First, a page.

Genomic Insights into the Rice Blast Fungus through Estimation of Gene Emergence Time in Phylogenetic Context

Genomic Insights into the Rice Blast Fungus through Estimation of Gene Emergence Time in Phylogenetic Context
rice blast fungus; gene emergence time; phylostratigraphy; evolution; orphan genes
Issue Date
VOL 46, NO 4-369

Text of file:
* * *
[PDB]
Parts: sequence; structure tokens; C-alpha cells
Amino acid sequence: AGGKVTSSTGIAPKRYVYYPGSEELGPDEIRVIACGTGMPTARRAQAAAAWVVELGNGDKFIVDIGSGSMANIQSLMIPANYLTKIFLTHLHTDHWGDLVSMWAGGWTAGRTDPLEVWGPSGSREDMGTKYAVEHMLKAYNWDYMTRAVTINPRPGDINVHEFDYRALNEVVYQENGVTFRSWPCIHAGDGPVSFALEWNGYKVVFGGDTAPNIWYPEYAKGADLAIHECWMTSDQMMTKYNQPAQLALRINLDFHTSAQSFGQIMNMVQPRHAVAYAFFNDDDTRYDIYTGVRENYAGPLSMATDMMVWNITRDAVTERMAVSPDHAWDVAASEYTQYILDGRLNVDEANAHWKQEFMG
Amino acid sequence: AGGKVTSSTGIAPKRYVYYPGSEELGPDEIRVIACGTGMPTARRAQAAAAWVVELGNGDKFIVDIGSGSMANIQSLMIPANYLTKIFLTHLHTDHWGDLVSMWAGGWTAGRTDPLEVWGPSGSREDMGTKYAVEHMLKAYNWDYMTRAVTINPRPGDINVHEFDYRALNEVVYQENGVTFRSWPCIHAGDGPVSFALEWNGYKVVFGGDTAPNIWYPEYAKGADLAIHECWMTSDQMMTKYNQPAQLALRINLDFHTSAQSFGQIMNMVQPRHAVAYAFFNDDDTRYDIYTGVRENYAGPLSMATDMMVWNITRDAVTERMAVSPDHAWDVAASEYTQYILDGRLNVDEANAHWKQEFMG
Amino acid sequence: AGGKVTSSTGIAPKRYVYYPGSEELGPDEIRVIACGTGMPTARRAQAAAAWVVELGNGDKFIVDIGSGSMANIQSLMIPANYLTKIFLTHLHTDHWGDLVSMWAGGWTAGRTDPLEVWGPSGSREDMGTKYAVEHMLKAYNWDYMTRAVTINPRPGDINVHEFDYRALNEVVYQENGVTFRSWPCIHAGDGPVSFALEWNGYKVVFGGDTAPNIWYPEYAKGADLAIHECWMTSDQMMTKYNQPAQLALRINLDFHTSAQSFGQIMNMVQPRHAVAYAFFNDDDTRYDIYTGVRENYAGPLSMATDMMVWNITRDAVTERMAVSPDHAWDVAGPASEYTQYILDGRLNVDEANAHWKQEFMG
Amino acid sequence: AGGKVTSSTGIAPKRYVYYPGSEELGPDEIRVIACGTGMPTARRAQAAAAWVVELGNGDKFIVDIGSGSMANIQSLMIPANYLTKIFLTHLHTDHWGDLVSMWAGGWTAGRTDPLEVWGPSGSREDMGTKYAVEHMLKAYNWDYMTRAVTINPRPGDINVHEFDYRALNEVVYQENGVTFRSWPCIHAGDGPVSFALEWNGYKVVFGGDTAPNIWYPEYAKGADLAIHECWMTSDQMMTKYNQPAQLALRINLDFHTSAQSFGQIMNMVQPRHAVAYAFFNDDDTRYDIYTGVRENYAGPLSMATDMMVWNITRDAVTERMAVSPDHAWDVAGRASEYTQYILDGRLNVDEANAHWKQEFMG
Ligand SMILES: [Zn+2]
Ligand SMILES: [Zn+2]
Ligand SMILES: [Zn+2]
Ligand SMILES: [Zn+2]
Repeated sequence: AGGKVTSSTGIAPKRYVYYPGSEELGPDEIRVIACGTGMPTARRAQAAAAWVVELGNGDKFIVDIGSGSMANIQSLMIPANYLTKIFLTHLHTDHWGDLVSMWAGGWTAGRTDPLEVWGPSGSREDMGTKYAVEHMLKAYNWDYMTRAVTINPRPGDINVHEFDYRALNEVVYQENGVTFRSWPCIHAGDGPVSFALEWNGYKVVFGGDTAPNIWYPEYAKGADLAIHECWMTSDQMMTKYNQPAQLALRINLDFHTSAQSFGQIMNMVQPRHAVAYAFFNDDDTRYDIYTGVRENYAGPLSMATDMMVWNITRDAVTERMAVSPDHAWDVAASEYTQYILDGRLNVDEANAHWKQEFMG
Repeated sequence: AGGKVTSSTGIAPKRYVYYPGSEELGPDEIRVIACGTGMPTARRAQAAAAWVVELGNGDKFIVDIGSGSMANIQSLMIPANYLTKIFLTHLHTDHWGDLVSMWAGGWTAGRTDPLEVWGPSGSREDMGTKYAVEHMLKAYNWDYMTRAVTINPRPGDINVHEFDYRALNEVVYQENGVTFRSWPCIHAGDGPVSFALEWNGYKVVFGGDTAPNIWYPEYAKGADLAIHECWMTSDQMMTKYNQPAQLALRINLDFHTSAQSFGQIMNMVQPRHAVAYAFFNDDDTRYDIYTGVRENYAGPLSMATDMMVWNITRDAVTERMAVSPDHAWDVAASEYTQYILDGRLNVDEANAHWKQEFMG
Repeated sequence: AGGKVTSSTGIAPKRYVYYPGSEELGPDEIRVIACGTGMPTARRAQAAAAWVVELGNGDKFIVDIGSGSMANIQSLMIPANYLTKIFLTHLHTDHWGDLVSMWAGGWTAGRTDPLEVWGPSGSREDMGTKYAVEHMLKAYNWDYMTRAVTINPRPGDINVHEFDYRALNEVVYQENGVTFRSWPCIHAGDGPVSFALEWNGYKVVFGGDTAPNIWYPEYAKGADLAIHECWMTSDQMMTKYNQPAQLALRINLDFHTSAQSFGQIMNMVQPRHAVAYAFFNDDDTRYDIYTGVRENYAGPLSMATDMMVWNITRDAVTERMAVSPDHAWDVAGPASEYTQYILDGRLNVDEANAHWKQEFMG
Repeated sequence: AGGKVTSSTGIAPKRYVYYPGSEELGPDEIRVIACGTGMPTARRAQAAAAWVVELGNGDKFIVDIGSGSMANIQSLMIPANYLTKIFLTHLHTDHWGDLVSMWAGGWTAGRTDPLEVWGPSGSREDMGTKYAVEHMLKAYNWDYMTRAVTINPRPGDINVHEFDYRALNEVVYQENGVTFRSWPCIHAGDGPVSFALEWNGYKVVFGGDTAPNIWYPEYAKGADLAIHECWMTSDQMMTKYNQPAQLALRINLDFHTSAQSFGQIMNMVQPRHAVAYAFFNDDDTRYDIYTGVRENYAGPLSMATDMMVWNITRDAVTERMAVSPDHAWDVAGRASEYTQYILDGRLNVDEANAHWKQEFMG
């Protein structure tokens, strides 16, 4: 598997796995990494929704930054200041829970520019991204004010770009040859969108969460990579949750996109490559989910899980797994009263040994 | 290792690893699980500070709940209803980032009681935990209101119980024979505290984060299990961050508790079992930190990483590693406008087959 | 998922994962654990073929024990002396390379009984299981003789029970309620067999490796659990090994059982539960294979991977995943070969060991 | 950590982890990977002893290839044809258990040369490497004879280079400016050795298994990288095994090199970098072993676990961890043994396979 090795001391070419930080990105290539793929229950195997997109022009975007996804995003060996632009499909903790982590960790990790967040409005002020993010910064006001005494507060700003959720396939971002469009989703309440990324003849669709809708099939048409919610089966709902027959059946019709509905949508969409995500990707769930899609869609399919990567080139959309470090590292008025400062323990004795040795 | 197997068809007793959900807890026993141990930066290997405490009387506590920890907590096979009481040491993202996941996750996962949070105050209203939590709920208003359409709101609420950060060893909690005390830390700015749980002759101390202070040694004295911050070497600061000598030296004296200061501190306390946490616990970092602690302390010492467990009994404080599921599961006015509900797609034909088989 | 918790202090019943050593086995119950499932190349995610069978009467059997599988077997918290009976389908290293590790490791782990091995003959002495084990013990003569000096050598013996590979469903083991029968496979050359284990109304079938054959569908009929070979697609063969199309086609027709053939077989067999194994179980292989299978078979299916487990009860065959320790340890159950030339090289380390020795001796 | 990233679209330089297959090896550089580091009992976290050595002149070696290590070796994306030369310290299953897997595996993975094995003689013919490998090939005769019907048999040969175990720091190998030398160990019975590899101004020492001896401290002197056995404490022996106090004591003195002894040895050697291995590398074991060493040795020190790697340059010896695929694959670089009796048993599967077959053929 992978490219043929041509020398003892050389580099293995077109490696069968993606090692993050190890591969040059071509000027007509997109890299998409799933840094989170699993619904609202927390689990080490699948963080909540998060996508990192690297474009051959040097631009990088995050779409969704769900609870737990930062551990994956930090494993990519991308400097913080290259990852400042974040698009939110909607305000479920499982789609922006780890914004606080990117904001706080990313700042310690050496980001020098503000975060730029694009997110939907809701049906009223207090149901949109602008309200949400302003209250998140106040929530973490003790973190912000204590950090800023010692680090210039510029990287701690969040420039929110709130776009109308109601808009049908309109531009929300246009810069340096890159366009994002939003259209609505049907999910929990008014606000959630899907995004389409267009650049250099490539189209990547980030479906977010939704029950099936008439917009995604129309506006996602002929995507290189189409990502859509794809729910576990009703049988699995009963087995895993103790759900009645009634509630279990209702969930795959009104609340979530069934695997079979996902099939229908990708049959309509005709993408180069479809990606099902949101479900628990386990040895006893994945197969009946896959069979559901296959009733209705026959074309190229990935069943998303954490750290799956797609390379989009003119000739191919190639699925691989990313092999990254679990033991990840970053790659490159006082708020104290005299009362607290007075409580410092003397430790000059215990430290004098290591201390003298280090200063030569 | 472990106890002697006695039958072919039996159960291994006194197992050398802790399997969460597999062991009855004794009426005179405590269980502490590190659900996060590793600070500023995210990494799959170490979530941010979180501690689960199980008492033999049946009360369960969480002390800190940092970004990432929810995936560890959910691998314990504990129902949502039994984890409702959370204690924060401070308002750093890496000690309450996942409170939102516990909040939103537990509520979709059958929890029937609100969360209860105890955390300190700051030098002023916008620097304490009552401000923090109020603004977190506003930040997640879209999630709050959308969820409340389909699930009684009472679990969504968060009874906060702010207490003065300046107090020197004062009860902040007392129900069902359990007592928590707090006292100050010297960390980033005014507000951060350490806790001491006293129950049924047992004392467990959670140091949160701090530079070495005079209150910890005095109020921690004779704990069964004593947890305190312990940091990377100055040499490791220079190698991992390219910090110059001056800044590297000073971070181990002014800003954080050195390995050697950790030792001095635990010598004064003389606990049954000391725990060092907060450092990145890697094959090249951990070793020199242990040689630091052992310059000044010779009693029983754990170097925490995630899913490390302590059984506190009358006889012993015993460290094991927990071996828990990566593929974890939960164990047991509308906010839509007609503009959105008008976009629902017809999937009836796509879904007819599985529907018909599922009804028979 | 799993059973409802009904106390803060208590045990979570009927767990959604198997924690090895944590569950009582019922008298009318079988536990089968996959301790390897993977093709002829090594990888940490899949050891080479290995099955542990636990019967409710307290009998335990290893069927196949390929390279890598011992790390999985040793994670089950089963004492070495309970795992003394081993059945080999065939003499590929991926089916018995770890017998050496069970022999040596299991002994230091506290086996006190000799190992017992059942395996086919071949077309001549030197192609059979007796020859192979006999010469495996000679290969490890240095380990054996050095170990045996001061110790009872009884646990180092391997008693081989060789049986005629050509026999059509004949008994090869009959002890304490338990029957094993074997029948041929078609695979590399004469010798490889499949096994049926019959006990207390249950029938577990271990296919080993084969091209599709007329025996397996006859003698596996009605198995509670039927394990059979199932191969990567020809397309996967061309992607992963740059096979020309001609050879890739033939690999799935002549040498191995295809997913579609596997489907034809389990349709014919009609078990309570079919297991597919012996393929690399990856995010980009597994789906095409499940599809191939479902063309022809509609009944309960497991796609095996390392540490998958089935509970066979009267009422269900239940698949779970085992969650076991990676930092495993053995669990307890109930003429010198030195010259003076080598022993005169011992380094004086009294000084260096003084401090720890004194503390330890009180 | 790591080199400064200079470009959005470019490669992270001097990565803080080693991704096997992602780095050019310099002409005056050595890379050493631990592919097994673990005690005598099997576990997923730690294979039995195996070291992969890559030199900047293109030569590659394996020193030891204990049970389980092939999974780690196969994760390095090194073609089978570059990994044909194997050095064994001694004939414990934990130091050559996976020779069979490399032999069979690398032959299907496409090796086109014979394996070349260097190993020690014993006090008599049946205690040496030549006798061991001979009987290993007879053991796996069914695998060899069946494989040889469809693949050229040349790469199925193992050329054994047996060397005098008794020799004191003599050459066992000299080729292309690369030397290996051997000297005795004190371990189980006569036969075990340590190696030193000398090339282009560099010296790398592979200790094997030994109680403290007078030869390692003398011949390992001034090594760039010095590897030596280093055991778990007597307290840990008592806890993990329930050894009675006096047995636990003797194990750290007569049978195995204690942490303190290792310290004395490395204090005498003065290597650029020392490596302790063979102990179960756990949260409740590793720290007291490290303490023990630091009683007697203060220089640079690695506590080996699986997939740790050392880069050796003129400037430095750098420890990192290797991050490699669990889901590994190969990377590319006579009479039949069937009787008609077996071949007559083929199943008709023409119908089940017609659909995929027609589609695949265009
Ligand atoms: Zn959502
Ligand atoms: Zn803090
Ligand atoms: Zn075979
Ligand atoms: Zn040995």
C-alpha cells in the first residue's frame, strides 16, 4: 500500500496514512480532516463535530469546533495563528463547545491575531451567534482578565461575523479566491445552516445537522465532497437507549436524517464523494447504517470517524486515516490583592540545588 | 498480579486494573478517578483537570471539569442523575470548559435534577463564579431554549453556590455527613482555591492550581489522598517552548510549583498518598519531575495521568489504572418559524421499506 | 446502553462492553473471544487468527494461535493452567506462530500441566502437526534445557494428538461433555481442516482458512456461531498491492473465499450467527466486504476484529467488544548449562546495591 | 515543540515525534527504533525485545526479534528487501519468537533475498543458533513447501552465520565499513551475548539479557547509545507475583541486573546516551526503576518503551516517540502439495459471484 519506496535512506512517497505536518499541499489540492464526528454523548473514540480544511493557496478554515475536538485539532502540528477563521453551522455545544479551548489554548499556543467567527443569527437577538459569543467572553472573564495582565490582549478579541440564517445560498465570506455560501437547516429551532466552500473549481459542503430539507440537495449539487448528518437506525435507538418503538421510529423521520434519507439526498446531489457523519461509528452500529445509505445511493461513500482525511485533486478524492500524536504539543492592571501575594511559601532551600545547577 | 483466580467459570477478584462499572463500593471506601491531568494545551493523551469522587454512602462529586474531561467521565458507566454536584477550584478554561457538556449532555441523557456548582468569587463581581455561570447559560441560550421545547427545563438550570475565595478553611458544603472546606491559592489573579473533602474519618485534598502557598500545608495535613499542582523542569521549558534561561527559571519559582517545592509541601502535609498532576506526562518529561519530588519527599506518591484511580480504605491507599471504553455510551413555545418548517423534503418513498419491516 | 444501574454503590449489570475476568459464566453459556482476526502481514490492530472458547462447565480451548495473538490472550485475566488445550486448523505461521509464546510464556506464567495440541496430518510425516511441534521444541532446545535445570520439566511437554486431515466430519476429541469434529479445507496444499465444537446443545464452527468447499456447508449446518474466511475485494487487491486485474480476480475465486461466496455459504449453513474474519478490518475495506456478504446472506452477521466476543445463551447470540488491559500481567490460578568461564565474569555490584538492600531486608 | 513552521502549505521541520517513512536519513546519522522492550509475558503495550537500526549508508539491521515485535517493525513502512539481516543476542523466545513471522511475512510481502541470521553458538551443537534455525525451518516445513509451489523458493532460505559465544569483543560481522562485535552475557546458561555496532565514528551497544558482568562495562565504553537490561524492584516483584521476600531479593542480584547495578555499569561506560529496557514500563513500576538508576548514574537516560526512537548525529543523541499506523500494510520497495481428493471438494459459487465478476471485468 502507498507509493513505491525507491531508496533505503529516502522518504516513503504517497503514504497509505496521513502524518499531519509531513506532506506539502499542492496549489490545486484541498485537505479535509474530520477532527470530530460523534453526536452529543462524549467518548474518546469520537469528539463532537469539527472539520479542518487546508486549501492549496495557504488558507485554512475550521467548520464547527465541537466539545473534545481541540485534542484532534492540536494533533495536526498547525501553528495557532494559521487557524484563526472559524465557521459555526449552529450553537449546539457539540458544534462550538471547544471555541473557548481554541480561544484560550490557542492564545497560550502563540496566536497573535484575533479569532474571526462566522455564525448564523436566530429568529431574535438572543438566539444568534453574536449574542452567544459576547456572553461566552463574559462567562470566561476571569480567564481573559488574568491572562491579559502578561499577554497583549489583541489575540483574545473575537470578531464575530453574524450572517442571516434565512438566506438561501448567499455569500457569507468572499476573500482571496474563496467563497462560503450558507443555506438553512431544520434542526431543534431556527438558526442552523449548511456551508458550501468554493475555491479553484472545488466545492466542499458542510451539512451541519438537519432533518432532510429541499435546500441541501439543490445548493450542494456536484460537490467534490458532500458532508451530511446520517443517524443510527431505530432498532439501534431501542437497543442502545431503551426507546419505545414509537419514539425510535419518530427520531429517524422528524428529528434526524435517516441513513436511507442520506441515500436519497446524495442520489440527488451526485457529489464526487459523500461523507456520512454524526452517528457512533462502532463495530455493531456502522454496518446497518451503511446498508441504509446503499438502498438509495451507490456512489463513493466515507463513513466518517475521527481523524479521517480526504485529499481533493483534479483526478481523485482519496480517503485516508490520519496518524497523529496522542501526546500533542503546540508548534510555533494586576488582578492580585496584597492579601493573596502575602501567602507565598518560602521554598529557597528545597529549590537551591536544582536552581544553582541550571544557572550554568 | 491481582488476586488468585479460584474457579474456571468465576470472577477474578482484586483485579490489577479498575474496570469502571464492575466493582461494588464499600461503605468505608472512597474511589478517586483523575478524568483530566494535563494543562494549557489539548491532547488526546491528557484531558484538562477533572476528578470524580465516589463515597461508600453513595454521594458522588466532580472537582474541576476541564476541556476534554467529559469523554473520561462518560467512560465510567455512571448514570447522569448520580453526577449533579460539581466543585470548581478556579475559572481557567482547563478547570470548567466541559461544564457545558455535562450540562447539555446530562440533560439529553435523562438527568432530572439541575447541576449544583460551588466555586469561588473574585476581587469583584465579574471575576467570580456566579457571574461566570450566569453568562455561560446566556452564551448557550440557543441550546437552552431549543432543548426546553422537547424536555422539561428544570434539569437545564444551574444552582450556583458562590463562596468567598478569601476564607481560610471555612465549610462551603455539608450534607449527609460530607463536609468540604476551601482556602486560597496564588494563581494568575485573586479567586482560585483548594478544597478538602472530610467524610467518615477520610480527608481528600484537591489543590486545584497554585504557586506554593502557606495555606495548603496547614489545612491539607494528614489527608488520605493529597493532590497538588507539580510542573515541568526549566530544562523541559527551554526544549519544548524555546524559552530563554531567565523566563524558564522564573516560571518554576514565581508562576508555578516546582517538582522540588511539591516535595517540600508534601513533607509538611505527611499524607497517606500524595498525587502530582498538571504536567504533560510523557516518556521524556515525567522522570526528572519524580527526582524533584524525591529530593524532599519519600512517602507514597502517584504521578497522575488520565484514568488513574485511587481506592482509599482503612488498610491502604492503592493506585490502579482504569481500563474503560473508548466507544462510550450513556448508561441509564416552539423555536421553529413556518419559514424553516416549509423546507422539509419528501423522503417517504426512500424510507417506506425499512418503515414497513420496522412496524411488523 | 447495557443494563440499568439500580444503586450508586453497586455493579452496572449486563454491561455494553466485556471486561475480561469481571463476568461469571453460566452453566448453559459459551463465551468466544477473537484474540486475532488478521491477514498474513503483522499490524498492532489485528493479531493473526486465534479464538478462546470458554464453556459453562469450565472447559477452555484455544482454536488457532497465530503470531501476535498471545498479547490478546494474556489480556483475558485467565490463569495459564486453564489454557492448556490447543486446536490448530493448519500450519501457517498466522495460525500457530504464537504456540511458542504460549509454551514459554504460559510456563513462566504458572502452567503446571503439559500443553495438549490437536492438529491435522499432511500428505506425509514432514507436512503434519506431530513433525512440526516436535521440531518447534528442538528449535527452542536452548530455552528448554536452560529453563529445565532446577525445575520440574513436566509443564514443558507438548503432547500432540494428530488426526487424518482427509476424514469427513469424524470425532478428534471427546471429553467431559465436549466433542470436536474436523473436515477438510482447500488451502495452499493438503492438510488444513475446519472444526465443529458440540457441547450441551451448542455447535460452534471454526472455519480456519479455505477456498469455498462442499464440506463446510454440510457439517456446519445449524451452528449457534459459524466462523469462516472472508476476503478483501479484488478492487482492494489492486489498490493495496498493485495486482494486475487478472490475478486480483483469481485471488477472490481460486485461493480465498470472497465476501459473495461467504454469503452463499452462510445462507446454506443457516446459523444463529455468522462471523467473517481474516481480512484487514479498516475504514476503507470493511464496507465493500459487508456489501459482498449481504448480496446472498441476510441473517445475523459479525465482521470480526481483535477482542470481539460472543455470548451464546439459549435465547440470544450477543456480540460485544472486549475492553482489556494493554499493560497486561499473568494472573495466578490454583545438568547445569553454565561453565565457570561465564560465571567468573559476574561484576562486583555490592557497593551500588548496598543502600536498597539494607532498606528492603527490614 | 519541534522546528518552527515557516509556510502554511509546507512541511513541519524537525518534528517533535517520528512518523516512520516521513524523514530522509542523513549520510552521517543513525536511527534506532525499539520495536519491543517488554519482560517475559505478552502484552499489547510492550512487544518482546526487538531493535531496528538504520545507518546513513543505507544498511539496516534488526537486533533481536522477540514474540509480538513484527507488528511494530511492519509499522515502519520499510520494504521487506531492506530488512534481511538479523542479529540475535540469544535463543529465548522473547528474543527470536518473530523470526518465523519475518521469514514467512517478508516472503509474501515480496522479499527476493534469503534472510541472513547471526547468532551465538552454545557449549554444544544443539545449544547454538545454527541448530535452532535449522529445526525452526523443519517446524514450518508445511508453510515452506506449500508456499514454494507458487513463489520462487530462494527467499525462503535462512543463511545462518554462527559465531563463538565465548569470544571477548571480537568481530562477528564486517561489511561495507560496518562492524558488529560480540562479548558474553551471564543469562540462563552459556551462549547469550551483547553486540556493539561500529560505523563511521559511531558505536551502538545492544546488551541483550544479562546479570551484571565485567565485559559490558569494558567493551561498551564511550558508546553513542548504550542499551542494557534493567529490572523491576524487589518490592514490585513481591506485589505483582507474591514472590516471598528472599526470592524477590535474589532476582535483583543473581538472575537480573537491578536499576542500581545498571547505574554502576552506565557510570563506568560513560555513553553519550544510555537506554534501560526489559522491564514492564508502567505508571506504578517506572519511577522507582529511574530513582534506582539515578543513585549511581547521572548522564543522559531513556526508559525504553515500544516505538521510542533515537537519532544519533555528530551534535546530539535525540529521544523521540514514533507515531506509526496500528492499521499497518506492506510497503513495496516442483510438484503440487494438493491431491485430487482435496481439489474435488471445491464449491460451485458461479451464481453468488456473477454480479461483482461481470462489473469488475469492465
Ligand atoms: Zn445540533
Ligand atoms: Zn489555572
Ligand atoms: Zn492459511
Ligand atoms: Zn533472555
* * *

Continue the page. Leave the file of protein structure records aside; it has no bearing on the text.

The rice blast fungus, Magnaporthe oryzae, is an important pathogen of rice plants. It is well known that genes encoded in the genome have different evolutionary histories that are related to their functions. Phylostratigraphy is a method that correlates the evolutionary origin of genes with evolutionary transitions. Here we applied phylostratigraphy to partition total gene content of M. oryzae into distinct classes (phylostrata), which we designated PS1 to PS7, based on estimation of their emergence time. Genes in individual phylostrata did not show significant biases in their global distribution among seven chromosomes, but at the local level, clustering of genes belonging to the same phylostratum was observed. Our phylostrata-wide analysis of genes revealed that genes in the same phylostratum tend to be similar in many physical and functional characteristics such as gene length and structure, GC contents, codon adaptation index, and level of transcription, which correlates with biological functions in evolutionary context. We also found that a significant proportion of genes in the genome are orphans, for which no orthologs can be detected in the database. Among them, we narrowed down to seven orphan genes having transcriptional and translational evidences, and showed that one of them is implicated in asexual reproduction and virulence, suggesting ongoing evolution in this fungus through lineage-specific genes. Our results provide genomic basis for linking functions of pathogenicity factors and gene emergence time.
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